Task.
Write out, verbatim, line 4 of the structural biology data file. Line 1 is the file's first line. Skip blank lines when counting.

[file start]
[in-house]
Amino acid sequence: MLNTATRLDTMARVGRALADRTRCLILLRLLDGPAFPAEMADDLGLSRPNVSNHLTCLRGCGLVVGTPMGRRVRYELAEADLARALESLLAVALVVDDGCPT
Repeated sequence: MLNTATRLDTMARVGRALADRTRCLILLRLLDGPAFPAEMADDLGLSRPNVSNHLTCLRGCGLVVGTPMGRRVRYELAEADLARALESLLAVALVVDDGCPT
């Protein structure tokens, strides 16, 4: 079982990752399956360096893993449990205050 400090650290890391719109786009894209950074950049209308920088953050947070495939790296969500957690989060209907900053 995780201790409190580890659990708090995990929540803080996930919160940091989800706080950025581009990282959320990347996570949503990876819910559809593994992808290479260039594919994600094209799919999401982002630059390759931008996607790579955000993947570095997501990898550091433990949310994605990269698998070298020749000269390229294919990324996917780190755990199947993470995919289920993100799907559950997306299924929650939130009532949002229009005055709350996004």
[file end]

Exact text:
């Protein structure tokens, strides 16, 4: 079982990752399956360096893993449990205050 400090650290890391719109786009894209950074950049209308920088953050947070495939790296969500957690989060209907900053 995780201790409190580890659990708090995990929540803080996930919160940091989800706080950025581009990282959320990347996570949503990876819910559809593994992808290479260039594919994600094209799919999401982002630059390759931008996607790579955000993947570095997501990898550091433990949310994605990269698998070298020749000269390229294919990324996917780190755990199947993470995919289920993100799907559950997306299924929650939130009532949002229009005055709350996004």